Let’s be clear: shacking up is still bad for your marriage

Living together before you get married is OK, claims a new American study published last week. Written by Arielle Kuperberg, Professor at University of North Carolina, the paper found that couples who live together before they get married have a higher rate of divorce. But the reason for this is not because they moved in together but because they did it at a younger age.

So the real culprit is age – and not cohabitation – that influences future marriage prospects.

For those like me who champion marriage and question uncommitted cohabitation, this appears to be a bit of a setback. Equally for those who have never really understood why marriage should be a big deal, this is the long lost evidence for which they have been waiting.

The US media loved this story and the news even made it over here across the pond.

“Cohabitation before marriage does NOT cause divorce, say experts” (Daily Mail). My favourite headline was “Go ahead and shack up” (Houston Chronicle).

Actually, this finding isn’t completely new. There’s been a growing debate for years about whether the premarital cohabitation effect exists at all any more. This study confirms that it does exist but that the effect isn’t really about cohabitation.

So is this the final nail in the coffin of concerns about cohabitation?

Not quite.

The one clear finding from the study is that moving in too early – whether before or after you marry – puts your future marriage at greater risk.

But what the study definitely does not show is that moving in together before you get married is risk free.

Professor Scott Stanley and colleagues at the University of DenverSLI noticed some years back that the real issue about cohabitation was whether couples make a decision about their future before taking on the constraints of living together.

Couples who “slide” rather than “decide” into living together subsequently find it harder to unravel the complexities of living together. “Inertia” then sucks couples in fragile relationships onwards into childbirth and marriage.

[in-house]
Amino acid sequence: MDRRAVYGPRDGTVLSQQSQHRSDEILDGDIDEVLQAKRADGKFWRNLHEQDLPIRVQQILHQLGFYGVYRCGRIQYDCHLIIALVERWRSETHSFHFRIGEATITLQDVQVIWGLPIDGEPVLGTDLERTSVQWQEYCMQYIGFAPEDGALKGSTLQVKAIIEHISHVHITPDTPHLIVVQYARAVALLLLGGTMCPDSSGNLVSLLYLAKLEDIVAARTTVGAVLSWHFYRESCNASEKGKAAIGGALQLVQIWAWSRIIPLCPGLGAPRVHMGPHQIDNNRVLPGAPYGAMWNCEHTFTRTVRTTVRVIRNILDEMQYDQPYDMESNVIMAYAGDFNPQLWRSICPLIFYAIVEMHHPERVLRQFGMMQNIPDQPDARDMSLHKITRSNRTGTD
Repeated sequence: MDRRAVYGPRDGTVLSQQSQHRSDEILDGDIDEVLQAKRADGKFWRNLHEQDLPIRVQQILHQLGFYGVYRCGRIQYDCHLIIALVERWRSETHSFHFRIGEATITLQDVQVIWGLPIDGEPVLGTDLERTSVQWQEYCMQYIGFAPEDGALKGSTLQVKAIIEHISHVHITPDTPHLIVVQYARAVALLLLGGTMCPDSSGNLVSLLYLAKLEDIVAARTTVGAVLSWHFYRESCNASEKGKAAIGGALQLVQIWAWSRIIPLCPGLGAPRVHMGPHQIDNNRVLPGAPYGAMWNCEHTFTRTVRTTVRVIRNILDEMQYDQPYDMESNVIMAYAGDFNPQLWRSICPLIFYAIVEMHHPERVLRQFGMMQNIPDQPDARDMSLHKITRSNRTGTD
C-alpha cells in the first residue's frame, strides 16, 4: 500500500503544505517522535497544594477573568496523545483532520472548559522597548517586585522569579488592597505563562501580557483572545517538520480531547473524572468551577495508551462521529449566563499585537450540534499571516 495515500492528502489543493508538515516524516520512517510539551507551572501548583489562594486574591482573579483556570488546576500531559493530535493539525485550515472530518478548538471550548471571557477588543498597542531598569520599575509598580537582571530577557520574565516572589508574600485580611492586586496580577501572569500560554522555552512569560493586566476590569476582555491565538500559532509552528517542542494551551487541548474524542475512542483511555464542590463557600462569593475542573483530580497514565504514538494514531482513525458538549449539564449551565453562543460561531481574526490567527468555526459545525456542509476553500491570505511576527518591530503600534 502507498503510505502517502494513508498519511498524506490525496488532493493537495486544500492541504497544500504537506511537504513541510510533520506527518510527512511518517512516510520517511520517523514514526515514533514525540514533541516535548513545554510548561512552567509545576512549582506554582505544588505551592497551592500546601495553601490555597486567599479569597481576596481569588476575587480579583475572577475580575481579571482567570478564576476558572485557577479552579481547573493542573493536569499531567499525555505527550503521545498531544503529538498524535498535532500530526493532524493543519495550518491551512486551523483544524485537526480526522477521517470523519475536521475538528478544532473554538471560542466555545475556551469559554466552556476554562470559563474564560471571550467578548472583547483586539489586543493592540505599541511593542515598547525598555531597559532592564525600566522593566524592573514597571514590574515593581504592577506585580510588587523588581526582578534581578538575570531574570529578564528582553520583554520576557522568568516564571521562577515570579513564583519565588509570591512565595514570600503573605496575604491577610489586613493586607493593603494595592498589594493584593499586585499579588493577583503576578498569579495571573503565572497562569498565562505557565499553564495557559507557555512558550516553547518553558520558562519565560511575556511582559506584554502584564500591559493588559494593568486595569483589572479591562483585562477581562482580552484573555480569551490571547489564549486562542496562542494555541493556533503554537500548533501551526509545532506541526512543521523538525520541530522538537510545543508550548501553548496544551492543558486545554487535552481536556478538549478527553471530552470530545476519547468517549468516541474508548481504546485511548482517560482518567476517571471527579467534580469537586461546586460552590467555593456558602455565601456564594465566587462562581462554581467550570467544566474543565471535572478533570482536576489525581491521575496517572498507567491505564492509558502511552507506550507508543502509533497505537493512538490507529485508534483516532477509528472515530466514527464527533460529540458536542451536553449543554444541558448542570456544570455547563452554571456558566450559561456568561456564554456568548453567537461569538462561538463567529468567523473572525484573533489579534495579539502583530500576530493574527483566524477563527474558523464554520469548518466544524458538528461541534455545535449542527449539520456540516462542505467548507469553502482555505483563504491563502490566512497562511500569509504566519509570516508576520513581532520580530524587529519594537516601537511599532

Only then do they split up, after having a baby or after having got married.

So if “deciding” rather than “sliding” is the key issue before couples cohabit, then the dividing line between couples who do better or worse in their subsequent marriage is not going to be whether they ‘cohabited before marriage’. It’s whether they cohabited before making a decision about their future together.

In other words, it’s ‘cohabiting before engagement’ that matters. This is the real cohabitation effect and it is rock solid robust.

Scott and his colleagues have now replicated this effect in four separate US data sets. Couples who “slide” into living together have poorer subsequent relationships in terms of both quality and likelihood of splitting up.

As they say in their first study on the pre-engagement effect, timing is everything. It’s not living together before marriage that matters. It’s living together before you make a commitment.

So don’t shack up just yet … unless you’ve already made a plan about your future together.

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